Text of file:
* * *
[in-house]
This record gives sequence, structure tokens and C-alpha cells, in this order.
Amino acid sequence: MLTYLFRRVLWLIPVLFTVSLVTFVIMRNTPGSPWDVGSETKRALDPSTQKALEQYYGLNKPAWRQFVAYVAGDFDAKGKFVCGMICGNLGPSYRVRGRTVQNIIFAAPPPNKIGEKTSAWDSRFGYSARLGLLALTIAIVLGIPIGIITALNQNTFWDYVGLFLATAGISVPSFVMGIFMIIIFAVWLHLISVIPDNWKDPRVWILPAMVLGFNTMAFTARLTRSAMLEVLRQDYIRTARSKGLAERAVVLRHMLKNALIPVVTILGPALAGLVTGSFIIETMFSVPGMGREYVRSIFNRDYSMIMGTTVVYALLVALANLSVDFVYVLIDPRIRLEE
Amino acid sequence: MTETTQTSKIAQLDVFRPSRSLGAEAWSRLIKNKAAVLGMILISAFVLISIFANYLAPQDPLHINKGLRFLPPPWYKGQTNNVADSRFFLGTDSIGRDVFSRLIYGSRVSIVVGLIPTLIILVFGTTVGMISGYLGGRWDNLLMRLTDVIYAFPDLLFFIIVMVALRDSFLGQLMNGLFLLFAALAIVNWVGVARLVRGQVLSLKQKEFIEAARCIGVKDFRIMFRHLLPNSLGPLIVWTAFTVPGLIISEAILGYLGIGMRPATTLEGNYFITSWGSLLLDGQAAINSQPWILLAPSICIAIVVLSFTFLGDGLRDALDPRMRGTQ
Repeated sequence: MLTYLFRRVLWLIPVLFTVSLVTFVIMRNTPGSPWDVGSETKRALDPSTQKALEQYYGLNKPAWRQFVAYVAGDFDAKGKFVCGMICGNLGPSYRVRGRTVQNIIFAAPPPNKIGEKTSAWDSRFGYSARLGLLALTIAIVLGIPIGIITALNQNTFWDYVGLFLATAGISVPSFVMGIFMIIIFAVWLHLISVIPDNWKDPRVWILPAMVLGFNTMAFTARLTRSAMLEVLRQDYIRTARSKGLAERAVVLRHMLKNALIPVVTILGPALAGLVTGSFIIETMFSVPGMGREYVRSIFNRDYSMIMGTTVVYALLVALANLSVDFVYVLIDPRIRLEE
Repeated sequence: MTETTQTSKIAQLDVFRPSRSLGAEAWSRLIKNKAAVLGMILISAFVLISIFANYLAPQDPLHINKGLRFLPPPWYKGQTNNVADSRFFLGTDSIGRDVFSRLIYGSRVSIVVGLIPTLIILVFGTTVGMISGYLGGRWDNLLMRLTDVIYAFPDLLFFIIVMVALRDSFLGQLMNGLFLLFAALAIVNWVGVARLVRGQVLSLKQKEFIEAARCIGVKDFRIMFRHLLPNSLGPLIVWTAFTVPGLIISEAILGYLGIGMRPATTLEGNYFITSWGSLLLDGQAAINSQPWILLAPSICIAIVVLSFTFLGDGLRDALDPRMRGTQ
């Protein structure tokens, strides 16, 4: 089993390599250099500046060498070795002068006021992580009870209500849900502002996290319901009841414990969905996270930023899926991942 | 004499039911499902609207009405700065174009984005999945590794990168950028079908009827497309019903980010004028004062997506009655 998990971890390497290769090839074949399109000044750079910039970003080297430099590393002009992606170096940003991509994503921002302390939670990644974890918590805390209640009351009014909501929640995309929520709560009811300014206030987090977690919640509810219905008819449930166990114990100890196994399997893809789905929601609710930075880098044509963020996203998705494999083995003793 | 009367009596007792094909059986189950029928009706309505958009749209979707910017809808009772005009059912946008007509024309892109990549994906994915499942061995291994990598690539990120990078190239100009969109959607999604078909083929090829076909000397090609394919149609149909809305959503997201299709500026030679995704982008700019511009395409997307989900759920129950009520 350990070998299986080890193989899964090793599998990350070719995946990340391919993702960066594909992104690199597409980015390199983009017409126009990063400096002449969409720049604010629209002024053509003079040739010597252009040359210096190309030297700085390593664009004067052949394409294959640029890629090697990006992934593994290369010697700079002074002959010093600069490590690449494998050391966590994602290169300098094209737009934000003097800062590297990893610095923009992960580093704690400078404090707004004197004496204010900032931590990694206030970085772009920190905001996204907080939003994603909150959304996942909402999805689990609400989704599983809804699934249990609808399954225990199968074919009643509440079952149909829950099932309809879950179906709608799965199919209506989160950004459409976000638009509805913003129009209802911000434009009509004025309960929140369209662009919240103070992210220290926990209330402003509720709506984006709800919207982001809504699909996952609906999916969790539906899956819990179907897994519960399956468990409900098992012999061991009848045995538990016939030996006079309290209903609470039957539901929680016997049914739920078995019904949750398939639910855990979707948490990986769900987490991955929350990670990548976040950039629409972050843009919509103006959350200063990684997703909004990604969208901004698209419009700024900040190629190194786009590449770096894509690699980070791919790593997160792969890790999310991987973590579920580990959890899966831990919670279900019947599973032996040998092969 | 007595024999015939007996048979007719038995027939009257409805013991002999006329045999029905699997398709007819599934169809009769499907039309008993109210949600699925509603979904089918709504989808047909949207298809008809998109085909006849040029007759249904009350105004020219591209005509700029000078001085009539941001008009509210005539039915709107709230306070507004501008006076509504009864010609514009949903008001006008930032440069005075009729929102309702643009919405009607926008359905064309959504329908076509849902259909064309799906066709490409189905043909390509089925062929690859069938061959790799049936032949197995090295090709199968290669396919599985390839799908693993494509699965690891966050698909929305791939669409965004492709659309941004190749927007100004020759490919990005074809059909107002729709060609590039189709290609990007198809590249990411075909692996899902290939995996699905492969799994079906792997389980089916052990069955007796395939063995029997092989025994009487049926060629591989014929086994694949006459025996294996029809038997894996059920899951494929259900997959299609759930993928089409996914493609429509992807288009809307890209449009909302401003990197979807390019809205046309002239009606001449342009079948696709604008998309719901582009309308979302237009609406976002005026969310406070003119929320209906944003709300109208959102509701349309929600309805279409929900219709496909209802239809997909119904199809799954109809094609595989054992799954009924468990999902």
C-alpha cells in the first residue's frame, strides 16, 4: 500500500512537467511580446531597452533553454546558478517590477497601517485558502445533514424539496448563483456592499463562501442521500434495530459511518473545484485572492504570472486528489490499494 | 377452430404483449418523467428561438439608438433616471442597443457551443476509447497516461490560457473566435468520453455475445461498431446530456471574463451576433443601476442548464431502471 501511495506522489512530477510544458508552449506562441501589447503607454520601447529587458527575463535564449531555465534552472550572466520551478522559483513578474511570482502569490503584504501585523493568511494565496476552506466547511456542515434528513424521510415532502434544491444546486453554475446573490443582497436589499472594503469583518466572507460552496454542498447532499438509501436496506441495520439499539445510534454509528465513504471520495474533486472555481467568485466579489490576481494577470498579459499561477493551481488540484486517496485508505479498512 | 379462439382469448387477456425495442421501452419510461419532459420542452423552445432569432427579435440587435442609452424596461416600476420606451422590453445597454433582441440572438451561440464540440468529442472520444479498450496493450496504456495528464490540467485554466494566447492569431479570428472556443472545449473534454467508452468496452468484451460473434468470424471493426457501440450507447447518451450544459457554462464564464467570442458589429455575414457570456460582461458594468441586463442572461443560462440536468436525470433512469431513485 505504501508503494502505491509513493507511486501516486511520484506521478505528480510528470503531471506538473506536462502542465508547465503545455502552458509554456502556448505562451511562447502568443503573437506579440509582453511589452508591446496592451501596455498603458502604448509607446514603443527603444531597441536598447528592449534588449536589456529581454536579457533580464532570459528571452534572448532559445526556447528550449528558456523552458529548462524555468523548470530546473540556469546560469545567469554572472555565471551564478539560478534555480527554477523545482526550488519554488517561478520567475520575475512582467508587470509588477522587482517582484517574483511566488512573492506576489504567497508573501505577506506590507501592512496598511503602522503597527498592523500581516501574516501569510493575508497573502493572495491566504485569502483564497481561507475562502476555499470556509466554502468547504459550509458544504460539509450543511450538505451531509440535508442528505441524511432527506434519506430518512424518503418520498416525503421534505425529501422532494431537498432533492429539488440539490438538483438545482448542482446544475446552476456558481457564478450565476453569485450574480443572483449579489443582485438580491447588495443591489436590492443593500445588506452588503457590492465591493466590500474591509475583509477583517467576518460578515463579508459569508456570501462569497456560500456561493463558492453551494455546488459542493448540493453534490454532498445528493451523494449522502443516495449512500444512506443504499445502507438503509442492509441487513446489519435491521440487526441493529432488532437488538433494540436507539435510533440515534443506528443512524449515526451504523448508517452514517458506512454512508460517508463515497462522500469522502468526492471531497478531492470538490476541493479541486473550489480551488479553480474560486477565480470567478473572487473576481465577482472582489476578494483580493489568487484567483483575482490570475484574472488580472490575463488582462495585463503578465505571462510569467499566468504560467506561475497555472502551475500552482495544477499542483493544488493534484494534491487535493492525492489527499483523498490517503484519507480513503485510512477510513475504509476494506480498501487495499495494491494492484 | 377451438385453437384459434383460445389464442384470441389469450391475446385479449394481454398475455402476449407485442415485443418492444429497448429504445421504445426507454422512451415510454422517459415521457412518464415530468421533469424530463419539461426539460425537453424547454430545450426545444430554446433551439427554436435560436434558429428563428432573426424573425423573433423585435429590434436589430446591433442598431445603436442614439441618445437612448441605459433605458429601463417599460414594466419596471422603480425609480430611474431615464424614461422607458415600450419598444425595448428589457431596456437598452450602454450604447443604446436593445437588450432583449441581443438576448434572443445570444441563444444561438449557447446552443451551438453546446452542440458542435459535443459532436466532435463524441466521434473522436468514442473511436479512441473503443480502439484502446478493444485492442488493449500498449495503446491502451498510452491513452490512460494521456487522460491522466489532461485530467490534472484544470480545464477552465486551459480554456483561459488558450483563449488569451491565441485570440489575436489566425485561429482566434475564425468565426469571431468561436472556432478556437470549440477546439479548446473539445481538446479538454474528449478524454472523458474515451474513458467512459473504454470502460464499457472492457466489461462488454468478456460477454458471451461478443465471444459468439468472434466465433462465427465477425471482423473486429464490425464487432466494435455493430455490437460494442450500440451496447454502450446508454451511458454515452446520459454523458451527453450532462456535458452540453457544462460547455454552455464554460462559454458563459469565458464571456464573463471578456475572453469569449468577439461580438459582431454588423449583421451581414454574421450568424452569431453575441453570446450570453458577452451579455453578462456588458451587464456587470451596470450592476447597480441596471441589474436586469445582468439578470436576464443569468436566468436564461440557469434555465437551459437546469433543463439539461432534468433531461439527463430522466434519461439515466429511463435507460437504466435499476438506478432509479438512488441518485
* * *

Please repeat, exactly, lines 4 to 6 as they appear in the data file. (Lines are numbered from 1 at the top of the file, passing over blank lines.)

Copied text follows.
Amino acid sequence: MTETTQTSKIAQLDVFRPSRSLGAEAWSRLIKNKAAVLGMILISAFVLISIFANYLAPQDPLHINKGLRFLPPPWYKGQTNNVADSRFFLGTDSIGRDVFSRLIYGSRVSIVVGLIPTLIILVFGTTVGMISGYLGGRWDNLLMRLTDVIYAFPDLLFFIIVMVALRDSFLGQLMNGLFLLFAALAIVNWVGVARLVRGQVLSLKQKEFIEAARCIGVKDFRIMFRHLLPNSLGPLIVWTAFTVPGLIISEAILGYLGIGMRPATTLEGNYFITSWGSLLLDGQAAINSQPWILLAPSICIAIVVLSFTFLGDGLRDALDPRMRGTQ
Repeated sequence: MLTYLFRRVLWLIPVLFTVSLVTFVIMRNTPGSPWDVGSETKRALDPSTQKALEQYYGLNKPAWRQFVAYVAGDFDAKGKFVCGMICGNLGPSYRVRGRTVQNIIFAAPPPNKIGEKTSAWDSRFGYSARLGLLALTIAIVLGIPIGIITALNQNTFWDYVGLFLATAGISVPSFVMGIFMIIIFAVWLHLISVIPDNWKDPRVWILPAMVLGFNTMAFTARLTRSAMLEVLRQDYIRTARSKGLAERAVVLRHMLKNALIPVVTILGPALAGLVTGSFIIETMFSVPGMGREYVRSIFNRDYSMIMGTTVVYALLVALANLSVDFVYVLIDPRIRLEE
Repeated sequence: MTETTQTSKIAQLDVFRPSRSLGAEAWSRLIKNKAAVLGMILISAFVLISIFANYLAPQDPLHINKGLRFLPPPWYKGQTNNVADSRFFLGTDSIGRDVFSRLIYGSRVSIVVGLIPTLIILVFGTTVGMISGYLGGRWDNLLMRLTDVIYAFPDLLFFIIVMVALRDSFLGQLMNGLFLLFAALAIVNWVGVARLVRGQVLSLKQKEFIEAARCIGVKDFRIMFRHLLPNSLGPLIVWTAFTVPGLIISEAILGYLGIGMRPATTLEGNYFITSWGSLLLDGQAAINSQPWILLAPSICIAIVVLSFTFLGDGLRDALDPRMRGTQ